No matter the level of artistry or skill, anyone and any dog can have loads of fun with a flying disc, also known as a Frisbee. For many, it’s a blast just to play catch with your dog. Competitors, though, are completely devoted to the disc.
“My dogs love it; they live for it,” says Greg Tresan, of Ball Ground, Ga., a 22-year competitor, five-time world finalist, and executive director of the International Disc Dog Handlers’ Association.
An ideal disc dog is flexible and athletic, weighs about 30 to 50 pounds, and has high energy and a strong prey drive. Border Collies and Australian Shepherds often excel at the sport, but many mixed breeds can do equally well.
Disc’s popularity has gone worldwide, and in the United States, many different groups sponsor a huge variety of competitions. “The IDDHA is as close to an umbrella group as you’re going to find; we sanction events and recognize achievement with titles,” Tresan explains.
Whether you’re creative, fun-loving, competitive, or precise, there’s a flying disc event for you. The rules vary depending on the sponsor, but single-disc events, also called Mini-Distance, or Throw and Catch, are featured at almost every competition. During this timed event, your dog must make as many short catches as possible — using only one disc. Typically, points are awarded based on the distance the disc is thrown before the dog catches it, with bonus points for mid-air grabs.
Dynamic, highly creative freestyle events are a competition staple, too. Judges might analyze the dog’s leaping ability and the handler’s variety of disc tosses, including forehand and backhand, around-the-back, and upside-down tosses. Distance competitions are also common, and one of the most well-known is the Florida-based Quadruped event.
For some dogs, catching flying discs is as natural as scarfing treats; others might as well try to play a piano. To find out if your dog will chase a disc, which means she has the right instincts, roll it like a wheel along the ground.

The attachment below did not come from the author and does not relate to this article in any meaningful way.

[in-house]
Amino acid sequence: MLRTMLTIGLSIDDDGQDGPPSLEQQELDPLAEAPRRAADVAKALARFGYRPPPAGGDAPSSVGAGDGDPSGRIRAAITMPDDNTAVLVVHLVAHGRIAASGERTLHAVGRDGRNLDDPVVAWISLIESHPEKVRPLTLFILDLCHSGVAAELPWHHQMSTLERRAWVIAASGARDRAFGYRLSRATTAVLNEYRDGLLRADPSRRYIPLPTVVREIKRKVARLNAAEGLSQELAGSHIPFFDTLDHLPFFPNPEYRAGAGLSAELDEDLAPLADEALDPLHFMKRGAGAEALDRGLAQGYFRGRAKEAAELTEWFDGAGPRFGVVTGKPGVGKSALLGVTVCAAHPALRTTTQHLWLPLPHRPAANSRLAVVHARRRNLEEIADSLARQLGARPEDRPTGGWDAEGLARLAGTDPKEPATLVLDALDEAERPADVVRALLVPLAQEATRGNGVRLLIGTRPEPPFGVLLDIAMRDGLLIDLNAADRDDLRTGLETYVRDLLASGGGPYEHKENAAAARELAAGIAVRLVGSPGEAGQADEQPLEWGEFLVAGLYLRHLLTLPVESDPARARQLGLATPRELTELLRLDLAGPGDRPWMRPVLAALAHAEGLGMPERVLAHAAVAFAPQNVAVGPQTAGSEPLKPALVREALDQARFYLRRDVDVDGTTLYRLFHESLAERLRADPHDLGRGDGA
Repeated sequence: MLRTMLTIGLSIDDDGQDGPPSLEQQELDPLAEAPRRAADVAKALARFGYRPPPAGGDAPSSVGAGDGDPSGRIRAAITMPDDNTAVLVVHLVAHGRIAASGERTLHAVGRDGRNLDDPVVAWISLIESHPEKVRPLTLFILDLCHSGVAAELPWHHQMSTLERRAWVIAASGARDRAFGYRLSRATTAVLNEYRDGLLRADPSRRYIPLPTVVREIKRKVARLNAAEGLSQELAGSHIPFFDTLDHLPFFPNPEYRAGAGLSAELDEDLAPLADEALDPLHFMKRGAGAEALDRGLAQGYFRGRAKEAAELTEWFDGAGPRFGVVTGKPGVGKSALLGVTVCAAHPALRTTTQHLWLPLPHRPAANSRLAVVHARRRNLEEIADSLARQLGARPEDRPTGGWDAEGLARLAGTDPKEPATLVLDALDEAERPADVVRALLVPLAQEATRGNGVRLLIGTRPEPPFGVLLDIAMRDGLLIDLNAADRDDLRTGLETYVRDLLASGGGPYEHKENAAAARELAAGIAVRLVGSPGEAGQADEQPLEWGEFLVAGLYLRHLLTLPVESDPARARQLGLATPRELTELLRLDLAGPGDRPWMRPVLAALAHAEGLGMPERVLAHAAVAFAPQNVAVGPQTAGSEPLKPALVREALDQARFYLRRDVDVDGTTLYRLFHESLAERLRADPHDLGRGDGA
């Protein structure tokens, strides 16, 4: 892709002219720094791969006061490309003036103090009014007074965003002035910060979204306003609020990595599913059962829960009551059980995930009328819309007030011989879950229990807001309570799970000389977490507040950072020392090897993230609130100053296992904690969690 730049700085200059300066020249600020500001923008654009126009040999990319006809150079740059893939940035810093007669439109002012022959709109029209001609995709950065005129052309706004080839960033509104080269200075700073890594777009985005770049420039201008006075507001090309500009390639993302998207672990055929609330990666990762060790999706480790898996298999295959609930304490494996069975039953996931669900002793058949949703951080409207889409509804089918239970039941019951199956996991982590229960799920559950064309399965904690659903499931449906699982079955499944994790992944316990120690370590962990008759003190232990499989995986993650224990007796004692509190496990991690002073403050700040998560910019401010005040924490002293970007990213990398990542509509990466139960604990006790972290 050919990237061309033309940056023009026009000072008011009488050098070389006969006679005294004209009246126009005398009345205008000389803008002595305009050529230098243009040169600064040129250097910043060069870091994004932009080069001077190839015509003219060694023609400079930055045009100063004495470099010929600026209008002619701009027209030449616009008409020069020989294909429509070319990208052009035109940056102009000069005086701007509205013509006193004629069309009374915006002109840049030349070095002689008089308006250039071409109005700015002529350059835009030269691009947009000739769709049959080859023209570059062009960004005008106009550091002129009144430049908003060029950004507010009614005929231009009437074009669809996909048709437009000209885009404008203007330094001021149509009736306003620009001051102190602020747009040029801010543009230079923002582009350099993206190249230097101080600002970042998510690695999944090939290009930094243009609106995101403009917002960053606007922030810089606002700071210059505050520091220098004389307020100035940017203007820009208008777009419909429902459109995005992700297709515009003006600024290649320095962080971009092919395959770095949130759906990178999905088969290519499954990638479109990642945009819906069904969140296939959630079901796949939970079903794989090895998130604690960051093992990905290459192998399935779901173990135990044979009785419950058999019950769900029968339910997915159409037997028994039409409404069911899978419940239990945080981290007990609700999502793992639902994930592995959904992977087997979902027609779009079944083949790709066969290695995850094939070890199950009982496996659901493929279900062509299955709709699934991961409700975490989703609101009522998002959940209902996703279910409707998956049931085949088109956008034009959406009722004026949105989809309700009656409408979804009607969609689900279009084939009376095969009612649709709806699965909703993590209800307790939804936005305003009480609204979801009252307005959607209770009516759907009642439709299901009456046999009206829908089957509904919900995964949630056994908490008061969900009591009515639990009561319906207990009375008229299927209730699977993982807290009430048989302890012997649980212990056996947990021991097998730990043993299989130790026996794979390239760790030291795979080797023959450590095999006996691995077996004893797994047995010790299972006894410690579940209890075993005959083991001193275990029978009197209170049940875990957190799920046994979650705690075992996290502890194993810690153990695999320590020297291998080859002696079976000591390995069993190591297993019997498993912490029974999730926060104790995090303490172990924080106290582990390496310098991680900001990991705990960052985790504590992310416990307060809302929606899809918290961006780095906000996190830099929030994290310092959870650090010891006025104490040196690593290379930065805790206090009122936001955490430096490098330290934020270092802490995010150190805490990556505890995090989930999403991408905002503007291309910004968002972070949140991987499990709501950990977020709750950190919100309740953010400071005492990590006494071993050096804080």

Never throw the disc at your dog, particularly her face, unless you’re sure she’s going to catch it. Nobody wants to get bonked in the head. It’s best to hone your disc skills before testing them on your dog.
Flying disc’s vertical leaps look thrilling, but are extremely hard on canine joints. Have your veterinarian check your dog’s joints before you let her do any jumping.
The sport is also very tough on dogs’ teeth, so be sure to use a relatively soft disc that weighs between 107 and 110 grams and is approved for competition. (Competition discs are all about the same size and shape.) The disc shouldn’t be treated like a chew toy, although your dog should enjoy playing with it.
For beginners, your best bet is a single-disc competition. “If your dog will run out, catch a Frisbee, and bring it back, you can compete with the best,” Tresan says.
Local disc clubs are great resources and often host fun days, training seminars, social events, and competitions. In no time, you and your dog will be leaping with joy for flying disc.
Lisa Hanks is a freelance writer in Southern California and the former editor of BowTie Magazines’ Popular Dogs Series.